Nineteenth century Broadway star May Irwin never wore blackface, but she was known far and wide as one of America’s best-loved “coon shouters.”
May Irwin, a Canadian native who began her stage career in Buffalo in 1874 and last performed on Broadway in 1922, spent her final decades in Upstate New York. During her 48-year career she summered in the Thousand Islands. She purchased Club Island which she dubbed Irwin Isle.
The term “coon shouter” was used to describe white female vocalists in the 1880s and ’90s who specialized in singing “coon songs.” Those wildly popular ditties of the day, composed both by black and white tunesmiths, typically featured lyrics in Negro dialect which carefreely caricatured African-American life set to the strains of ragtime tunes.
Although a well-known entertainer during her lifetime, May Irwin is all-but-forgotten now except as the actress who received the first filmed kiss in an 1896 short shot by Thomas Edison.
And next week, she’ll be one of the subjects of a television documentary which explores her role in promoting Thousand Island salad dressing.
Singer liked salad
Eric J. Roberts, a Liverpool advertising expert with experience in television writing and production, and Andrea Reeves, a graphic designer who works at WCNY-TV, co-produced a documentary exploring the salad dressing’s origin. Titled “The Mysterious Origin of Thousand Island Dressing,” the one-hour doc will air on WCNY-TV Channel 24, at 9 p.m. Wednesday, May 16.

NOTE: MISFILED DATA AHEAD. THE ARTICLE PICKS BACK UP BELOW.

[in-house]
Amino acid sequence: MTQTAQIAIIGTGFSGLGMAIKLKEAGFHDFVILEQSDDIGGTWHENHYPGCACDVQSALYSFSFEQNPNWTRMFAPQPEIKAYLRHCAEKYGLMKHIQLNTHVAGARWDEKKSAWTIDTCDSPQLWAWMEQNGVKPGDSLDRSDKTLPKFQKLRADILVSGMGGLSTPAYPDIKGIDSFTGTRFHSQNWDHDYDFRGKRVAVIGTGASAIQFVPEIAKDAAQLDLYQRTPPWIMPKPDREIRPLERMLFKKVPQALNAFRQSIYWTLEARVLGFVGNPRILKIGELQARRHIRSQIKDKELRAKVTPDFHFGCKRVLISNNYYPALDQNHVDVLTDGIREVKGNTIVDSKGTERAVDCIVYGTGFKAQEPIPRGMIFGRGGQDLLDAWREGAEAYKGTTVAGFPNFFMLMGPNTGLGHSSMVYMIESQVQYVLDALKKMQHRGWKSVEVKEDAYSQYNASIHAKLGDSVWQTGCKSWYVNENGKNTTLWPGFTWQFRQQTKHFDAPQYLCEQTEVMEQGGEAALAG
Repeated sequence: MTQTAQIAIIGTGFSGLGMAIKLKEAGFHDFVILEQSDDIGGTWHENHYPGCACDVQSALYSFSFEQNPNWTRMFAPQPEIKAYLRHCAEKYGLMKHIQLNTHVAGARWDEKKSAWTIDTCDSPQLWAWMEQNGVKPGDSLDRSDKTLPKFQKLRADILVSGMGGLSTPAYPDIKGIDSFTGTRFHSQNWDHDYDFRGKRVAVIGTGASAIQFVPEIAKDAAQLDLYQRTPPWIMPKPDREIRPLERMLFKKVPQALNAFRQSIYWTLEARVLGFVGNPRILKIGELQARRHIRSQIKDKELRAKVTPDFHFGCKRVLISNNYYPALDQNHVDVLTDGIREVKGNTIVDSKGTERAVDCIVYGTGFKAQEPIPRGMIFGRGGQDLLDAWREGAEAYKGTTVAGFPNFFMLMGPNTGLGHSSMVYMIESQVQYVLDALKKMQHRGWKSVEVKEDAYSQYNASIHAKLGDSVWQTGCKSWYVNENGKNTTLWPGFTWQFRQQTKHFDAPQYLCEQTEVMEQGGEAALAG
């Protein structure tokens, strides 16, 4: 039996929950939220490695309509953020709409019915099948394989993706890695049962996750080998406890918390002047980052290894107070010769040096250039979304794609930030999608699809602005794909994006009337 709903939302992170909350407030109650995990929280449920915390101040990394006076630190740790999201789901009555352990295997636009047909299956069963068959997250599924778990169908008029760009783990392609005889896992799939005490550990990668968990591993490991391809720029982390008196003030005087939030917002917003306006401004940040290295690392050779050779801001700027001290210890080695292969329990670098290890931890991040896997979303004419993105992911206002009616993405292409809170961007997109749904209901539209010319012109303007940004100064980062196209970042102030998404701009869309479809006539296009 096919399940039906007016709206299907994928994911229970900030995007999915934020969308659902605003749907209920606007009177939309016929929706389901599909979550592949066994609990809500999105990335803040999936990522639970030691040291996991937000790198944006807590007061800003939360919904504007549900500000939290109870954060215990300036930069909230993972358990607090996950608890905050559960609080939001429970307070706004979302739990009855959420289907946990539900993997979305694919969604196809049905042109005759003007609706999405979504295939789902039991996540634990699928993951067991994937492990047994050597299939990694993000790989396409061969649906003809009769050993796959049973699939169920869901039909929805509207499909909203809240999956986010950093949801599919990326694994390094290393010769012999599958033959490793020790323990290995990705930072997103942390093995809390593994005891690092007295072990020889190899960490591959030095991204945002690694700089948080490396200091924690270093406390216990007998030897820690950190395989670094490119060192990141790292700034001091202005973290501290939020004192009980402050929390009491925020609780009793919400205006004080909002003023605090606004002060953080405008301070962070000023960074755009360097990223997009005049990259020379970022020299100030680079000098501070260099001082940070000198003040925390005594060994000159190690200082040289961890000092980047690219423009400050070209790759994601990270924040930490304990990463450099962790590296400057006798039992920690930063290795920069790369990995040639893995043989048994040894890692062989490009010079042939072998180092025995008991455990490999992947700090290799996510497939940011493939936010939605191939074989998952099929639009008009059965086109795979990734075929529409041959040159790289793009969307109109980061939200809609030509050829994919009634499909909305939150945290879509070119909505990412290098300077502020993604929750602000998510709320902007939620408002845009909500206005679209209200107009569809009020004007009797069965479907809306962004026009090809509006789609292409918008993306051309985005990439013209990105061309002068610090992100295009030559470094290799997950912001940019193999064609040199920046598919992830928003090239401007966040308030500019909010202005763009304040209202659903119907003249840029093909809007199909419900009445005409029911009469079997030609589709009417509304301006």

Roberts and Reeves consider three possible sources of the recipe:
–A maitre d’ at New York City’s Waldorf-Astoria hotel.
–The wife of a Clayton charter-boat captain.
–The chef at the Blackstone Hotel in Chicago, possibly inspired while vacationing in the Thousand Islands.
May Irwin, then one of the highest-paid performers on Broadway and a frequent visitor to the islands, may have had connections to each of these. It’s said that some time around 1905 after she enjoyed the dressing at a restaurant near Clayton, Irwin gave the recipe to another Thousand Islands summer resident, George Boldt. As proprietor of the Waldorf-Astoria Hotel, Boldt instructed the hotel’s maitre d’, Oscar Tschirky – the same gastronomic genius who invented the Waldorf salad – to put Thousand Island dressing on the hotel’s menu.